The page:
Gaining access to executive decision makers can mean the difference between winning and losing sales. Here are seven common challenges that sales professionals must overcome to effectively engage those in the executive suite:
1. The salesperson doesn’t connect to the executive’s critical business issues and gets delegated to a lower-level person.
Brilliant ideas and valuable products and services elicit indifference if you can’t immediately establish credibility about and connect to the executive’s most pressing issues. Your credibility comes via the relevancy you establish in your introduction by connecting your solutions or capabilities to the business drivers. If you reference challenges the industry is facing or the company’s objectives in a substantive way, executives will recognize that they couldn’t have this conversation with anyone else.
2. Your strongest contact in the client’s organization no longer holds the power to make the buying decision.
In today’s highly competitive and volatile marketplace, globalization, consolidation, and centralization are some of the reasons that decisions move to higher levels of power and influence. This movement is forcing even the most experienced sales professionals to expand their expertise and compete at new levels in organizations.
Expecting that a single contact in your client’s organization can and will carry your message effectively is hanging on to thin threads of hope. It is critical that we translate the value we can create at the technical, operational, or clinical level to the impact it has on the client’s business. That’s a conversation most executives want to have.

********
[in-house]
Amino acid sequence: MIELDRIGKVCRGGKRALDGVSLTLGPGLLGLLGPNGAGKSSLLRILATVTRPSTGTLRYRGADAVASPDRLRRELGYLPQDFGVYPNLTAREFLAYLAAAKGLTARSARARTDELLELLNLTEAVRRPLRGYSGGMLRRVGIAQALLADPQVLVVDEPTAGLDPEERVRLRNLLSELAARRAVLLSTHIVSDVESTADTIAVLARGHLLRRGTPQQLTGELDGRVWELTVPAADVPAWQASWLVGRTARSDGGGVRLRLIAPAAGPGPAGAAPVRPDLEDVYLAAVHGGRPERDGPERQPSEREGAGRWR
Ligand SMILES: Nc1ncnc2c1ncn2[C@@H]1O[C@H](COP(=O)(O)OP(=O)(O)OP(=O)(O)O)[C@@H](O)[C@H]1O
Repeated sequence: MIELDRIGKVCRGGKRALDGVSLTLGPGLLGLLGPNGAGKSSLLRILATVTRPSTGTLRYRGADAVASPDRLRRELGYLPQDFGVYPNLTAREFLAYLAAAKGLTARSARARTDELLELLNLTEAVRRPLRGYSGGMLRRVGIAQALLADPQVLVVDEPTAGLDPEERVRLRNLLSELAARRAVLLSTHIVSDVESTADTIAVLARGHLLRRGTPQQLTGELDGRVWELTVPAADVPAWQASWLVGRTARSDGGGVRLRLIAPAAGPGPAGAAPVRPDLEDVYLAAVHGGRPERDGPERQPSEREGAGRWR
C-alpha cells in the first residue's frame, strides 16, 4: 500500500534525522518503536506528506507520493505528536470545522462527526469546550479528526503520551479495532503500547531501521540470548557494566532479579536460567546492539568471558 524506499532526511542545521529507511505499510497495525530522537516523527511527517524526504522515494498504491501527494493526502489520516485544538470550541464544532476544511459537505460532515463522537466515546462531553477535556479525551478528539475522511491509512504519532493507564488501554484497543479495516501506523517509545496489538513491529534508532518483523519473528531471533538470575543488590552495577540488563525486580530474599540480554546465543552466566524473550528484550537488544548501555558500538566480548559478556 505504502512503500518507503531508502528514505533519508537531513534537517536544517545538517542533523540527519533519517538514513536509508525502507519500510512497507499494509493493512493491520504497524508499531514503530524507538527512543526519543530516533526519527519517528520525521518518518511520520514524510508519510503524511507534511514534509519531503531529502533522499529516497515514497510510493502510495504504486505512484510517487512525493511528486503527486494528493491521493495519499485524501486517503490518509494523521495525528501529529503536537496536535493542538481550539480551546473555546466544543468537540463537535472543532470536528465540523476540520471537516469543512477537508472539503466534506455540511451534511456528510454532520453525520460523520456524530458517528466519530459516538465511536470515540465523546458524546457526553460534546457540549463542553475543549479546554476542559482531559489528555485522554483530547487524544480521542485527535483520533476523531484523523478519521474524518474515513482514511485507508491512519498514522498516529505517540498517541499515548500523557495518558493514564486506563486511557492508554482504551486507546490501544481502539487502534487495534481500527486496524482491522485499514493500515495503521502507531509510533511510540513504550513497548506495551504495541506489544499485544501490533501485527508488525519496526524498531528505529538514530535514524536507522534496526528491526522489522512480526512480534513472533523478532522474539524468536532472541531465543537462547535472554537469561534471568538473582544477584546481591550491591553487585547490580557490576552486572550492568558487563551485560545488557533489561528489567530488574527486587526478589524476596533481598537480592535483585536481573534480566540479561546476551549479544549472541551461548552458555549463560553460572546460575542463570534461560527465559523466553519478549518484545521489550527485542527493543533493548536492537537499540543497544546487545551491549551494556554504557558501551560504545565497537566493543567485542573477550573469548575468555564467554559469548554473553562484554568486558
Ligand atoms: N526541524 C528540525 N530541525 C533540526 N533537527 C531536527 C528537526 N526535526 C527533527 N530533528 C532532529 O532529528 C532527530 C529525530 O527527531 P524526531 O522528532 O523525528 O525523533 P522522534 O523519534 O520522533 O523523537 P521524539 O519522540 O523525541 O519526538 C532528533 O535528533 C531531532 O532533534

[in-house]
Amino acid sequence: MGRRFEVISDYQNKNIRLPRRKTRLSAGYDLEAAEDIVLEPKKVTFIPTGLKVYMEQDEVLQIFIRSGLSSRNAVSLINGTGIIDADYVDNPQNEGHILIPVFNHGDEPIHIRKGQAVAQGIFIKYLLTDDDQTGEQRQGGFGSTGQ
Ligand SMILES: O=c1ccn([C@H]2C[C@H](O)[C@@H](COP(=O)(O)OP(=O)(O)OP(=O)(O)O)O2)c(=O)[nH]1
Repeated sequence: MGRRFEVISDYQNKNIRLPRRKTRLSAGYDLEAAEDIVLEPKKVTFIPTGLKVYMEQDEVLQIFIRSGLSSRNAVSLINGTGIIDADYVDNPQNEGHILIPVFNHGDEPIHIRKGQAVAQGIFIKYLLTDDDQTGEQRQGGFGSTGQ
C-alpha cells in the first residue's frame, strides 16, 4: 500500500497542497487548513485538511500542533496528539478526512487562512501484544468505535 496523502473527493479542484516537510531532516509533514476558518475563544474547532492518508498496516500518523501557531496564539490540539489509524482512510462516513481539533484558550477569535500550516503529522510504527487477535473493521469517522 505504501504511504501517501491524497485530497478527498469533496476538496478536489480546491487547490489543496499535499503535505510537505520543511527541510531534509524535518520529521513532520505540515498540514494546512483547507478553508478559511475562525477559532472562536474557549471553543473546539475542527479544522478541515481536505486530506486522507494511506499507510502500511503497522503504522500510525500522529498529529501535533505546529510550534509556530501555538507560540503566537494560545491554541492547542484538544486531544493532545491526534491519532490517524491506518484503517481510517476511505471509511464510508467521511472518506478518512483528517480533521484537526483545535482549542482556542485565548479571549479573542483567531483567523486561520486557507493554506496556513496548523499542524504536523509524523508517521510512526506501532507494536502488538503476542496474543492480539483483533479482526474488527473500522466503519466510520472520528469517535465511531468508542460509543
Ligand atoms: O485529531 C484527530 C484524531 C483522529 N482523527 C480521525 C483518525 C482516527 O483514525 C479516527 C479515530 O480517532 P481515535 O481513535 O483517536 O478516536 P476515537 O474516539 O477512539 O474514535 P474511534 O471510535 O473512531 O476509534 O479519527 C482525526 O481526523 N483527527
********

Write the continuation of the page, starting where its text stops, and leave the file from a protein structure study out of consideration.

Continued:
3. Your competition is in the executive suite and you aren’t.
Can the competition get into the executive suite and take your account while you believe your relationship is strong at the operations level? Absolutely! Salespeople typically spend more time preparing for a prospect visit than for a current client visit. Don’t let over-familiarity lull you into understanding less about your client than your competitor does. Gain advantage and pull ahead of competitive threats by establishing a broad base of relationships that will preempt and neutralize competitive moves.
4. You have bought into, “I make the final decision,” when, in fact, you are hung up with someone who barely influences the decision.
Understand how your solution affects each level of responsibility within your client’s organization. It is only natural that you will interact at all levels to understand the full potential of your solution, and after the sale to assure that the full value of your solution is being achieved. Building these relationships as you gather information will ensure you are firmly grounded with those who are both impacted and influenced by the decision.
5. You reach the person who holds the checkbook, but you can’t build the financial case that person needs to make the buying decision.